Editorials

Polycystic ovary syndrome

BMJ 2011; 343 doi: http://dx.doi.org/10.1136/bmj.d6407 (Published 13 October 2011) Cite this as: BMJ 2011;343:d6407
  1. Nick S Macklon, professor of obstetrics and gynaecology
  1. 1University of Southampton, Princess Anne Hospital, Southampton SO16 5YA, UK
  1. N.S.Macklon{at}soton.ac.uk

Independently increases the risk of adverse pregnancy and birth outcomes

Polycystic ovary syndrome is a common condition. The reported incidence varies between 3% and 15% of women of reproductive age, depending on the population studied and the diagnostic criteria applied,1 which include hyperandrogenism, anovulation, and polycystic ovaries. Rising obesity rates are likely to increase the incidence further. The implications of this for those who care for women in pregnancy are highlighted in the linked cohort study, in which Roos and colleagues assess the risk of adverse pregnancy outcomes in women with a diagnosis of polycystic ovary syndrome, taking maternal characteristics and assisted reproductive technology into account (doi:10.1136/bmj.d6309).2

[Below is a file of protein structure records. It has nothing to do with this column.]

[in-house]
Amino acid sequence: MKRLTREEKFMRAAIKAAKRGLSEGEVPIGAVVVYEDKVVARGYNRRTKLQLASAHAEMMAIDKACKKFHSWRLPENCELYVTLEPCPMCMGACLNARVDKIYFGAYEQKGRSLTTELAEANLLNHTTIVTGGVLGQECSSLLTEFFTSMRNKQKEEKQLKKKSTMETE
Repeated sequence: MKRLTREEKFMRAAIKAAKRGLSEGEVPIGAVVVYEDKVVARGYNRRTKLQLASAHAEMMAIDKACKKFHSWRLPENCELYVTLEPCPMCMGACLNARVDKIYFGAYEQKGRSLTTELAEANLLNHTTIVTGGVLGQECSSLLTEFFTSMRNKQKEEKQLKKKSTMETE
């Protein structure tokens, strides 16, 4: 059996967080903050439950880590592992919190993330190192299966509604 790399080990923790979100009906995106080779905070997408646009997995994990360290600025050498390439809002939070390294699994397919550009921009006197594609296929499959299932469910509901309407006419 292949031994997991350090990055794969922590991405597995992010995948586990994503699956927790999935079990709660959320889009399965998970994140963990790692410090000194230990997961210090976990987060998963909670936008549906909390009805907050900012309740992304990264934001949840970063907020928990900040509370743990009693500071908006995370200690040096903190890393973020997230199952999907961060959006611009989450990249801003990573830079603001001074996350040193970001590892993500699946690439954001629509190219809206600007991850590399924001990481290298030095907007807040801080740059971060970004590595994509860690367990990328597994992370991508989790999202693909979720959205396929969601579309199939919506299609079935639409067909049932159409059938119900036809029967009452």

Although polycystic ovary syndrome is associated with increased long term risks of type 2 diabetes and cardiovascular disease, most affected women present initially with anovulatory infertility. Weight loss can resolve this, but it is often difficult to achieve and medical treatments are usually required. Most will respond to anti-oestrogen treatment, and those who do not usually ovulate when given exogenous gonadotrophins.3 However, in vitro fertilisation is being …

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